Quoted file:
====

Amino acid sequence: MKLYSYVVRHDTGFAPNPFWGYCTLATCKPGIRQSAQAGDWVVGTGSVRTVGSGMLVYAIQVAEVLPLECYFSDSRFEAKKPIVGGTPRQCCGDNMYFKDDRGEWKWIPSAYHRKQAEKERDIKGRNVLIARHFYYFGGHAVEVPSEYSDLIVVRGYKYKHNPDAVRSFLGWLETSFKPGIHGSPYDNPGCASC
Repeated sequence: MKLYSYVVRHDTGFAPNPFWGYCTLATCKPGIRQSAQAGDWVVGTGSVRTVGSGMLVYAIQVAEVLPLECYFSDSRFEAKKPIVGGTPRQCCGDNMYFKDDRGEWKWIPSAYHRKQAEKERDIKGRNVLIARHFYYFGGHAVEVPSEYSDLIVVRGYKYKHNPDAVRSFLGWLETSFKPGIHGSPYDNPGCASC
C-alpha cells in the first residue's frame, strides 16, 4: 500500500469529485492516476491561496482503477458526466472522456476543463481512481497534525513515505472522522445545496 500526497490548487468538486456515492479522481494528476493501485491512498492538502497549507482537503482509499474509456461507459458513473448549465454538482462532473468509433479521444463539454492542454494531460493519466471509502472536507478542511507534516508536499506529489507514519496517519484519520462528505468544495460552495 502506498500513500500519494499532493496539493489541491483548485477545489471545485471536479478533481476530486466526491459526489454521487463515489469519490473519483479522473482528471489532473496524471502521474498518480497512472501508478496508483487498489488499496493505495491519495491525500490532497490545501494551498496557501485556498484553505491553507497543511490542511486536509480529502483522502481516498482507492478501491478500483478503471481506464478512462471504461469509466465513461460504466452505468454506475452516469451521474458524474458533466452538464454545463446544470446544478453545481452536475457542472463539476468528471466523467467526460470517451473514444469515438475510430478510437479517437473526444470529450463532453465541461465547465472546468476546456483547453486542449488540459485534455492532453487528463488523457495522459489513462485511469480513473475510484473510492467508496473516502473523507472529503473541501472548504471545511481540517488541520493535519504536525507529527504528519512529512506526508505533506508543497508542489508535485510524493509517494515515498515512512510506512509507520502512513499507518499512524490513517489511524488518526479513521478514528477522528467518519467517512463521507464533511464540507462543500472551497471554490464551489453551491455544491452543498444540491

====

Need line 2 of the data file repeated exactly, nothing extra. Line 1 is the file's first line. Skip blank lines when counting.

Repeated sequence: MKLYSYVVRHDTGFAPNPFWGYCTLATCKPGIRQSAQAGDWVVGTGSVRTVGSGMLVYAIQVAEVLPLECYFSDSRFEAKKPIVGGTPRQCCGDNMYFKDDRGEWKWIPSAYHRKQAEKERDIKGRNVLIARHFYYFGGHAVEVPSEYSDLIVVRGYKYKHNPDAVRSFLGWLETSFKPGIHGSPYDNPGCASC